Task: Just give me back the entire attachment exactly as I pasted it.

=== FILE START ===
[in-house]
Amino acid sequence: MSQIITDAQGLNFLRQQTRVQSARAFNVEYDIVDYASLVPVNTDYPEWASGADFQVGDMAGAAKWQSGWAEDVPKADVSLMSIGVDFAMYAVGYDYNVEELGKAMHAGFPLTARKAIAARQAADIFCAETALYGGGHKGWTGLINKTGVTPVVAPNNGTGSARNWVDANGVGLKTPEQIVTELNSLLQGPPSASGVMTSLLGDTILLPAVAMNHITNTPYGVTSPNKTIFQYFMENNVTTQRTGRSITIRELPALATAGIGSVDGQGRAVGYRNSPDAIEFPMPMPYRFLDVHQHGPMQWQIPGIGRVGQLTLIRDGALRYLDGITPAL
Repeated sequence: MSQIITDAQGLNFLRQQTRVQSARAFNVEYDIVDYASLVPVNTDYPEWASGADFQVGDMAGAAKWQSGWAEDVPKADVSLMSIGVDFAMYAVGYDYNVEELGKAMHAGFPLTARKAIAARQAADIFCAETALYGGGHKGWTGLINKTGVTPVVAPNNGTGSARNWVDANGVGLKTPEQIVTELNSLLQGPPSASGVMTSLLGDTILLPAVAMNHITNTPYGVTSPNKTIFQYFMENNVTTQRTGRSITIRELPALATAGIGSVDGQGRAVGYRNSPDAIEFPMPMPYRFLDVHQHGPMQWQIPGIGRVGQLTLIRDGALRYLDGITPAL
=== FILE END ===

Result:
[in-house]
Amino acid sequence: MSQIITDAQGLNFLRQQTRVQSARAFNVEYDIVDYASLVPVNTDYPEWASGADFQVGDMAGAAKWQSGWAEDVPKADVSLMSIGVDFAMYAVGYDYNVEELGKAMHAGFPLTARKAIAARQAADIFCAETALYGGGHKGWTGLINKTGVTPVVAPNNGTGSARNWVDANGVGLKTPEQIVTELNSLLQGPPSASGVMTSLLGDTILLPAVAMNHITNTPYGVTSPNKTIFQYFMENNVTTQRTGRSITIRELPALATAGIGSVDGQGRAVGYRNSPDAIEFPMPMPYRFLDVHQHGPMQWQIPGIGRVGQLTLIRDGALRYLDGITPAL
Repeated sequence: MSQIITDAQGLNFLRQQTRVQSARAFNVEYDIVDYASLVPVNTDYPEWASGADFQVGDMAGAAKWQSGWAEDVPKADVSLMSIGVDFAMYAVGYDYNVEELGKAMHAGFPLTARKAIAARQAADIFCAETALYGGGHKGWTGLINKTGVTPVVAPNNGTGSARNWVDANGVGLKTPEQIVTELNSLLQGPPSASGVMTSLLGDTILLPAVAMNHITNTPYGVTSPNKTIFQYFMENNVTTQRTGRSITIRELPALATAGIGSVDGQGRAVGYRNSPDAIEFPMPMPYRFLDVHQHGPMQWQIPGIGRVGQLTLIRDGALRYLDGITPAL